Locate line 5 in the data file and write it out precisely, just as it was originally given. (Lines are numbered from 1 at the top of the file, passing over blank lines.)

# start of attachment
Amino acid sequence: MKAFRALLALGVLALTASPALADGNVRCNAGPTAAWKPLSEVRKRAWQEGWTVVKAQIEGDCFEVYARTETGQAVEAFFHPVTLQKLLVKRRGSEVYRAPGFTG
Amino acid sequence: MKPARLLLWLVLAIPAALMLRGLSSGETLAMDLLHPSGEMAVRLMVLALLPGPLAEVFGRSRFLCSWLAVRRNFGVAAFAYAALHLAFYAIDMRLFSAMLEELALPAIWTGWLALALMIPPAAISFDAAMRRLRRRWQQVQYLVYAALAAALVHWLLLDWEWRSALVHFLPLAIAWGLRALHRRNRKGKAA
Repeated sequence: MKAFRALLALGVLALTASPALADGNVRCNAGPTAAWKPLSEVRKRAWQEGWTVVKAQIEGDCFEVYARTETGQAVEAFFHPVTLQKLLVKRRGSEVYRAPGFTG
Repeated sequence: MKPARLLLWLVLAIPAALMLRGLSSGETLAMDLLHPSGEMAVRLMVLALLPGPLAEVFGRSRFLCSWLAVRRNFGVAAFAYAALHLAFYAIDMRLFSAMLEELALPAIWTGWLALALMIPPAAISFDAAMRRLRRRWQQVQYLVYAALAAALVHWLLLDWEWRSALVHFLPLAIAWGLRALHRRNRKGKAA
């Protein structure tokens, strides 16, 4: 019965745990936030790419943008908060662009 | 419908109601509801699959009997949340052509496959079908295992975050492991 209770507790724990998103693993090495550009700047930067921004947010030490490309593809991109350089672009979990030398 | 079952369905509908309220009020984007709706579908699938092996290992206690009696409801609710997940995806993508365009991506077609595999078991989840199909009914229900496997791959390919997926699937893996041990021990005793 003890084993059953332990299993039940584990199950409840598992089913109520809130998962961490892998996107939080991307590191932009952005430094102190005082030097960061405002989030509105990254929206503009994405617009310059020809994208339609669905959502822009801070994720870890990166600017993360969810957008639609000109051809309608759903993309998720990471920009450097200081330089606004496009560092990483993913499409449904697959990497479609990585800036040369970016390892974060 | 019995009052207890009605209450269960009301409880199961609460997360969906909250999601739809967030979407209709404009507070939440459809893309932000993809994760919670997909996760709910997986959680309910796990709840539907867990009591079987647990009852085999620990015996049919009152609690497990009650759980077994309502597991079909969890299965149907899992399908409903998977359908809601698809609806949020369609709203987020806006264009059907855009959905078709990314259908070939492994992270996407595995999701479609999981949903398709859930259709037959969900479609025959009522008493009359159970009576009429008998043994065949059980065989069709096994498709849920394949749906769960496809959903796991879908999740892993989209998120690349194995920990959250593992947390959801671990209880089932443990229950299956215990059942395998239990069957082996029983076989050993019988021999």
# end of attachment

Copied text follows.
């Protein structure tokens, strides 16, 4: 019965745990936030790419943008908060662009 | 419908109601509801699959009997949340052509496959079908295992975050492991 209770507790724990998103693993090495550009700047930067921004947010030490490309593809991109350089672009979990030398 | 079952369905509908309220009020984007709706579908699938092996290992206690009696409801609710997940995806993508365009991506077609595999078991989840199909009914229900496997791959390919997926699937893996041990021990005793 003890084993059953332990299993039940584990199950409840598992089913109520809130998962961490892998996107939080991307590191932009952005430094102190005082030097960061405002989030509105990254929206503009994405617009310059020809994208339609669905959502822009801070994720870890990166600017993360969810957008639609000109051809309608759903993309998720990471920009450097200081330089606004496009560092990483993913499409449904697959990497479609990585800036040369970016390892974060 | 019995009052207890009605209450269960009301409880199961609460997360969906909250999601739809967030979407209709404009507070939440459809893309932000993809994760919670997909996760709910997986959680309910796990709840539907867990009591079987647990009852085999620990015996049919009152609690497990009650759980077994309502597991079909969890299965149907899992399908409903998977359908809601698809609806949020369609709203987020806006264009059907855009959905078709990314259908070939492994992270996407595995999701479609999981949903398709859930259709037959969900479609025959009522008493009359159970009576009429008998043994065949059980065989069709096994498709849920394949749906769960496809959903796991879908999740892993989209998120690349194995920990959250593992947390959801671990209880089932443990229950299956215990059942395998239990069957082996029983076989050993019988021999």